Finally, CMD is the command you want docker to run, when you launch this image as a container. Usually, a Dockerfile should only have one CMD command. In this case, we want this docker container to run our exported oolong test. As you can see, the command is exactly the last bit of information in the last paragraph.

OK, we can now build our Docker image and then run the image as a container. Depending on the way you installed docker, you may need to sudo. In this case, we name the Docker container “chainsawriotisevil”.

docker build -t docker-oolong .
docker run -d --rm -p 3838:3838 --name "chainsawriotisevil" docker-oolong

Step 3: There’s no step 3!


Well, actually there’s no step 3.

You can access the dockerized version of the oolong from your browser: localhost:3838

If you really need a step 3.

You can stop the docker container.

docker stop chainsawriotisevil

Or even delete the docker image.

docker image rm docker-oolong

Theoretically, the file system of the docker container is not volatile. But oolong can’t take advantage of the fact… yet.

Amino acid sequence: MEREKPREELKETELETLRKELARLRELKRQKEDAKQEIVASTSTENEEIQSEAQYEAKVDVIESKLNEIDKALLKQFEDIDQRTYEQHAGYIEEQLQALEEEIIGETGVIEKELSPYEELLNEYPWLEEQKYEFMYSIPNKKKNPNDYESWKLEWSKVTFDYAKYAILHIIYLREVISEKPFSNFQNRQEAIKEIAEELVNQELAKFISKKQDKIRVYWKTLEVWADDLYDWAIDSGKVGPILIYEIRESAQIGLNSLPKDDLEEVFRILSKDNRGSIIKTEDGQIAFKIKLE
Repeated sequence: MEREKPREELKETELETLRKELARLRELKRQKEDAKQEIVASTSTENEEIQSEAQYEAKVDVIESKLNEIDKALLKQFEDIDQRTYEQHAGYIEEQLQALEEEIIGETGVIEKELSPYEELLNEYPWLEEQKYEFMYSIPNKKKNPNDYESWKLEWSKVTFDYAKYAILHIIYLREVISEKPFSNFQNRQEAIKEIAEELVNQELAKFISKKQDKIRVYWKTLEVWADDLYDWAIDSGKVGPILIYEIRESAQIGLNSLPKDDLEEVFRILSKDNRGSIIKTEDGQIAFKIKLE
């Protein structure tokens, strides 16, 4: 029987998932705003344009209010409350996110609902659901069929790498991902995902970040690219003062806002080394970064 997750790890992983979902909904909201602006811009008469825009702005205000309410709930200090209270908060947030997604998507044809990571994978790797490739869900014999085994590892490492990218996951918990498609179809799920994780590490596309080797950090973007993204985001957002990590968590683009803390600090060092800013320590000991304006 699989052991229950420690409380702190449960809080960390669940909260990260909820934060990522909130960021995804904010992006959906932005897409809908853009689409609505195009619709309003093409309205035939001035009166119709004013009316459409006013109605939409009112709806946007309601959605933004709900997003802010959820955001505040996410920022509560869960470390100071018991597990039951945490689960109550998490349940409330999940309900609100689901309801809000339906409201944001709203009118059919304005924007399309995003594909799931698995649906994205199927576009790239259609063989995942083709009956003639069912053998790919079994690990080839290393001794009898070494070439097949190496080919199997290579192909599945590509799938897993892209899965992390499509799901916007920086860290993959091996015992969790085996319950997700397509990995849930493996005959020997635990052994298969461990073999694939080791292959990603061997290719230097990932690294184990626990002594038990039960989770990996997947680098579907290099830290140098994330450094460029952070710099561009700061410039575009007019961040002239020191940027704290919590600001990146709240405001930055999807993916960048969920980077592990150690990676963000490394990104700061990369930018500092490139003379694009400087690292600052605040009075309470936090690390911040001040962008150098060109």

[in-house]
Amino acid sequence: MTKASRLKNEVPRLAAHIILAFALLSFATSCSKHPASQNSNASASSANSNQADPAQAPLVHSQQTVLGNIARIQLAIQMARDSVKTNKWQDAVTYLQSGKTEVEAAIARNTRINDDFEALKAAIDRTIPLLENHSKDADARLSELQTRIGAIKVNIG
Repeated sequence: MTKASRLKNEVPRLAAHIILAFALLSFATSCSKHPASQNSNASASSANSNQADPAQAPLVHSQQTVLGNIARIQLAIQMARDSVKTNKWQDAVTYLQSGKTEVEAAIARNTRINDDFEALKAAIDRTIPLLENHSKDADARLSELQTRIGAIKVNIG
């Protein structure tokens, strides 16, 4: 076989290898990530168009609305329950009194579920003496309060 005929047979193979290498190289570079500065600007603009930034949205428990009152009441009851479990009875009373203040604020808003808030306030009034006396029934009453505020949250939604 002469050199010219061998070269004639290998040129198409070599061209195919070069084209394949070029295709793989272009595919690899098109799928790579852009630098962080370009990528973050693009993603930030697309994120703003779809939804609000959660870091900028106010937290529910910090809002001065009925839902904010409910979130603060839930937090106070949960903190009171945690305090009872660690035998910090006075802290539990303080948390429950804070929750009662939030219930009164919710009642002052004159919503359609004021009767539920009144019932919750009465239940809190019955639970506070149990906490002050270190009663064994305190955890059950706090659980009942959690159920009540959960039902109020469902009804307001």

In this blog post, I illustrate how to dockerize an oolong test. In the process, you may have learned how to use Docker for both Shiny app development and deployment.


  1. Trust me, it creates more problems than solving your money problem. I have make a pledge not to use it again. Also, don’t use it casually like many political scientists in those big-name US universities. 

  2. Protesilaos Stavrou, a.k.a. Prot, wrote an excellent blog post on the moral lessons from switching to Emacs. And I borrow his notions of the difference between autonomy and heteronomy, as well as the concept of TINA here. 

  3. Recently, Musashi Harukawa (Oxon) also wrote an excellent piece on using Docker

  4. Actually, another way of doing it is to use COPY. It is not entirely true, but I usually consider ADD a superset of COPY. ADD has extra features such as auto-unpacking tar or fetching files from URL. COPY, as the name implies, do local copy.